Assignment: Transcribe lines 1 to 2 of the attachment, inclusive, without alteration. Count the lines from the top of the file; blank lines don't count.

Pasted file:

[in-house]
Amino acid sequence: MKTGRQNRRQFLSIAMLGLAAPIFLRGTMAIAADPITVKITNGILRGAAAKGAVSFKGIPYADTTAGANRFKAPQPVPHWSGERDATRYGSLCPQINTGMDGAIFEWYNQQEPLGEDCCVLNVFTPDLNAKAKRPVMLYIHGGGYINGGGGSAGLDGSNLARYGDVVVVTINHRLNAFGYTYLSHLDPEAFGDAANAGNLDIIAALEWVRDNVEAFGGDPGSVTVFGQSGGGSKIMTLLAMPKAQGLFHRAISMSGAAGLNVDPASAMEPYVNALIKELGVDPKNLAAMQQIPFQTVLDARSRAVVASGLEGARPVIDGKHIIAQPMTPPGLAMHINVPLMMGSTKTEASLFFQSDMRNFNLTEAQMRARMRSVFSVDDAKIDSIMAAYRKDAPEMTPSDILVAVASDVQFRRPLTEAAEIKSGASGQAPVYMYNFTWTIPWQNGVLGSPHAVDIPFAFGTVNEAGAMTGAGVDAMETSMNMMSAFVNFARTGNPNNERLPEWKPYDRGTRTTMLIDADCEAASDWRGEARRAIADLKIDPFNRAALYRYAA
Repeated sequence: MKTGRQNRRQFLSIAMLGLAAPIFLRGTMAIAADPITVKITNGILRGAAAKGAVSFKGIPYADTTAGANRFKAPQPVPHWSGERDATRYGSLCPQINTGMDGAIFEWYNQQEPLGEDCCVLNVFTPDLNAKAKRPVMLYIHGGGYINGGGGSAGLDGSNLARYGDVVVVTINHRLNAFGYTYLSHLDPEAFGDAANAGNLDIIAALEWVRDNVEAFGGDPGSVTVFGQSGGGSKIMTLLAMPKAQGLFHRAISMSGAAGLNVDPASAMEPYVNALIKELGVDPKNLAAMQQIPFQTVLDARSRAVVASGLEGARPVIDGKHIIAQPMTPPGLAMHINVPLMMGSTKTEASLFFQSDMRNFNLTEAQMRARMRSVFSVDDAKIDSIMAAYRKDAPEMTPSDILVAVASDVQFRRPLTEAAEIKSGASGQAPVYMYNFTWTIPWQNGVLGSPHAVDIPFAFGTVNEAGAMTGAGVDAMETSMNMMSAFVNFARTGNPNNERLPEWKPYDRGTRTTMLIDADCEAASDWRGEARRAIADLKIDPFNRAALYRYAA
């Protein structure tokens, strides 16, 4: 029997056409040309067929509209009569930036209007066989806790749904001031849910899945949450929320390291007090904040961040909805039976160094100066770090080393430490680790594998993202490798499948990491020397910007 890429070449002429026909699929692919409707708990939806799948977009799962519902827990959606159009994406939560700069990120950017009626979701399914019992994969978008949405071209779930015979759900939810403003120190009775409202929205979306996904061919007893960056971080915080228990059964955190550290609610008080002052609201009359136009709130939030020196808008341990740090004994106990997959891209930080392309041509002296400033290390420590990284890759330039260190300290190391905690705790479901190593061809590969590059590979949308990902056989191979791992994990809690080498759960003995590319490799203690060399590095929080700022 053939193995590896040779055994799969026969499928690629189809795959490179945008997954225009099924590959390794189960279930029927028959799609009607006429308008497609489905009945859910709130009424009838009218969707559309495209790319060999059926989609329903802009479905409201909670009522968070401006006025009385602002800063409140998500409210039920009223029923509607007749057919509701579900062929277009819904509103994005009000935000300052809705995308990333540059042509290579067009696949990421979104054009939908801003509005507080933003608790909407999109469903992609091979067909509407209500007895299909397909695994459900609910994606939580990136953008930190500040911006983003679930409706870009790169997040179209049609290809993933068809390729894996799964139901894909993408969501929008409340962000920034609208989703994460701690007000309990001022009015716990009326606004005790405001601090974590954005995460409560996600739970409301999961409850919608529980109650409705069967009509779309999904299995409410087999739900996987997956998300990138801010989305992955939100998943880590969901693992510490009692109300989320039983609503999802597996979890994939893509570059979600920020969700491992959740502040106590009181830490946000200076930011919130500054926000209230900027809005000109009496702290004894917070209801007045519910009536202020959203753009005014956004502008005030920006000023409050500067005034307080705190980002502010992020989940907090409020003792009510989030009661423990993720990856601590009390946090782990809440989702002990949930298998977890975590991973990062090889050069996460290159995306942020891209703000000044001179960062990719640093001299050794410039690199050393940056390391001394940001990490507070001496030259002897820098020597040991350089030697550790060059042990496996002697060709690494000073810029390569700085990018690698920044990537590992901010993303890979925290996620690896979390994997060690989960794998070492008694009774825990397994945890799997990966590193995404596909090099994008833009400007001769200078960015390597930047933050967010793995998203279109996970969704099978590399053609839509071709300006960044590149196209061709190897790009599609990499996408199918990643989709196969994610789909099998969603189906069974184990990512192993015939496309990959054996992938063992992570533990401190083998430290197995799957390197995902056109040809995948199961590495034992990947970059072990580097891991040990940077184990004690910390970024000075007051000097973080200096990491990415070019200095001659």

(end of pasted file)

[in-house]
Amino acid sequence: MKTGRQNRRQFLSIAMLGLAAPIFLRGTMAIAADPITVKITNGILRGAAAKGAVSFKGIPYADTTAGANRFKAPQPVPHWSGERDATRYGSLCPQINTGMDGAIFEWYNQQEPLGEDCCVLNVFTPDLNAKAKRPVMLYIHGGGYINGGGGSAGLDGSNLARYGDVVVVTINHRLNAFGYTYLSHLDPEAFGDAANAGNLDIIAALEWVRDNVEAFGGDPGSVTVFGQSGGGSKIMTLLAMPKAQGLFHRAISMSGAAGLNVDPASAMEPYVNALIKELGVDPKNLAAMQQIPFQTVLDARSRAVVASGLEGARPVIDGKHIIAQPMTPPGLAMHINVPLMMGSTKTEASLFFQSDMRNFNLTEAQMRARMRSVFSVDDAKIDSIMAAYRKDAPEMTPSDILVAVASDVQFRRPLTEAAEIKSGASGQAPVYMYNFTWTIPWQNGVLGSPHAVDIPFAFGTVNEAGAMTGAGVDAMETSMNMMSAFVNFARTGNPNNERLPEWKPYDRGTRTTMLIDADCEAASDWRGEARRAIADLKIDPFNRAALYRYAA